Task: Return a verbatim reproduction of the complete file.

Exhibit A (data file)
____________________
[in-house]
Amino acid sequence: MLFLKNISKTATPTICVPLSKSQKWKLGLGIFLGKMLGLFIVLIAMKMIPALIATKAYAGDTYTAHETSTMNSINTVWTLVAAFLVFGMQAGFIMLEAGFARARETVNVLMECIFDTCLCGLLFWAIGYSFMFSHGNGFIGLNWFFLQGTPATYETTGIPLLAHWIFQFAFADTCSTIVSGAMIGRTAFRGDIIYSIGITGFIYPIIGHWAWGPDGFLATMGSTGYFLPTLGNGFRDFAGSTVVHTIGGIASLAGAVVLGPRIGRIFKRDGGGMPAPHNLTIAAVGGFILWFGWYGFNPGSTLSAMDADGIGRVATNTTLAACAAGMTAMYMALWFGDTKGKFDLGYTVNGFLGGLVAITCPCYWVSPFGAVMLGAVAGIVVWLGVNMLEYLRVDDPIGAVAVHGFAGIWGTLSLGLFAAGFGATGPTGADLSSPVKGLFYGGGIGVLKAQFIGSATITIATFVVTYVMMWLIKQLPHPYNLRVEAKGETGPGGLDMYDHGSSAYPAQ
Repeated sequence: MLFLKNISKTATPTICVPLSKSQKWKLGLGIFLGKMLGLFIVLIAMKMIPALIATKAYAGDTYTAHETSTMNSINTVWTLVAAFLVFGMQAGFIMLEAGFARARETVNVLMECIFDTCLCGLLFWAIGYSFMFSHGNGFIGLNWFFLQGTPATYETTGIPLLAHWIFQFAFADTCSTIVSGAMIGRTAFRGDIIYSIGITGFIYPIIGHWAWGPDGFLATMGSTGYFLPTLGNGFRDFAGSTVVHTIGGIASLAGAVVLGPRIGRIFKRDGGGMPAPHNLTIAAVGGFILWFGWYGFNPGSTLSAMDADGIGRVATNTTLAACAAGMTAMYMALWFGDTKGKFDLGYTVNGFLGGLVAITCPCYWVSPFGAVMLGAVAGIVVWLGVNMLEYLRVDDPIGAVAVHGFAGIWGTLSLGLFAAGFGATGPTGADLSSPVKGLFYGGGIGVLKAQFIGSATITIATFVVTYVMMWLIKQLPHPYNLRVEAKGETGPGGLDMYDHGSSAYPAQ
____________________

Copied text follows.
[in-house]
Amino acid sequence: MLFLKNISKTATPTICVPLSKSQKWKLGLGIFLGKMLGLFIVLIAMKMIPALIATKAYAGDTYTAHETSTMNSINTVWTLVAAFLVFGMQAGFIMLEAGFARARETVNVLMECIFDTCLCGLLFWAIGYSFMFSHGNGFIGLNWFFLQGTPATYETTGIPLLAHWIFQFAFADTCSTIVSGAMIGRTAFRGDIIYSIGITGFIYPIIGHWAWGPDGFLATMGSTGYFLPTLGNGFRDFAGSTVVHTIGGIASLAGAVVLGPRIGRIFKRDGGGMPAPHNLTIAAVGGFILWFGWYGFNPGSTLSAMDADGIGRVATNTTLAACAAGMTAMYMALWFGDTKGKFDLGYTVNGFLGGLVAITCPCYWVSPFGAVMLGAVAGIVVWLGVNMLEYLRVDDPIGAVAVHGFAGIWGTLSLGLFAAGFGATGPTGADLSSPVKGLFYGGGIGVLKAQFIGSATITIATFVVTYVMMWLIKQLPHPYNLRVEAKGETGPGGLDMYDHGSSAYPAQ
Repeated sequence: MLFLKNISKTATPTICVPLSKSQKWKLGLGIFLGKMLGLFIVLIAMKMIPALIATKAYAGDTYTAHETSTMNSINTVWTLVAAFLVFGMQAGFIMLEAGFARARETVNVLMECIFDTCLCGLLFWAIGYSFMFSHGNGFIGLNWFFLQGTPATYETTGIPLLAHWIFQFAFADTCSTIVSGAMIGRTAFRGDIIYSIGITGFIYPIIGHWAWGPDGFLATMGSTGYFLPTLGNGFRDFAGSTVVHTIGGIASLAGAVVLGPRIGRIFKRDGGGMPAPHNLTIAAVGGFILWFGWYGFNPGSTLSAMDADGIGRVATNTTLAACAAGMTAMYMALWFGDTKGKFDLGYTVNGFLGGLVAITCPCYWVSPFGAVMLGAVAGIVVWLGVNMLEYLRVDDPIGAVAVHGFAGIWGTLSLGLFAAGFGATGPTGADLSSPVKGLFYGGGIGVLKAQFIGSATITIATFVVTYVMMWLIKQLPHPYNLRVEAKGETGPGGLDMYDHGSSAYPAQ